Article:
The objectives of this study were to examine changing snowmaking conditions in the New Hampshire White Mountains and how changes in snowmaking operations have compared with winter warming. We analyzed three 50-year high-quality daily temperature records representing different elevations and aspects to assess changes in snowmaking conditions during important snowmaking periods. The analysis provides context for discussing the historical relationships between temperatures, water, and snowmaking infrastructure. There was significant warming of winter temperatures over the 50-year record, notably strongest at the early portion of the snowmaking season, especially in the weeks between 1 December and 25 December. While the rates of warming were comparable on both north- and south-facing aspects, the implied reduction in days suitable for snowmaking in each period was always lowest on the north-facing aspect as the mean temperatures on this aspect were farther below the snowmaking threshold. Daily average temperatures of –2°C and –5°C were both explored as thresholds for snowmaking. The implied reduction in snowmaking opportunity during the 1 November to 25 December period using a –2°C snowmaking threshold at the north-facing site was 20%, while the implied reduction for the entire season for that site was 8.5%.This decrease in opportunity for snowmaking, especially in the economically important early season, suggests an increasing need for large volumes of water to make snow in less time, given that holiday vacations are fixed in time. Analysis of snowmaking operations at Loon Mountain Resort suggest that modern snowmaking investments there have outpaced the pressure from climate warming to date, but this has concentrated demand for water into smaller time frames.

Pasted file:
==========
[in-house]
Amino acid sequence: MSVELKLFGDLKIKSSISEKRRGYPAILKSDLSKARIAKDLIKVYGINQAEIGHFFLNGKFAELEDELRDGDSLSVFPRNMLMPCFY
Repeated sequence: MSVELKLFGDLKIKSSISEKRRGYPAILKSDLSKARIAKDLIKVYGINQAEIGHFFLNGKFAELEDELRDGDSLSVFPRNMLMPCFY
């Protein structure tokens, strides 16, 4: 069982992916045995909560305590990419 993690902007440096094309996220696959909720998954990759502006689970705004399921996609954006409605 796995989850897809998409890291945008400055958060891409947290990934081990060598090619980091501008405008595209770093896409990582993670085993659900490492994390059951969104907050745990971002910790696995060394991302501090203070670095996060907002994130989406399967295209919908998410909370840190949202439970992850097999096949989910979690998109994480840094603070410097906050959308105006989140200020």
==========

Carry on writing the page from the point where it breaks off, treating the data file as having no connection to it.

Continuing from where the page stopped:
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Vol. 38 • No. 2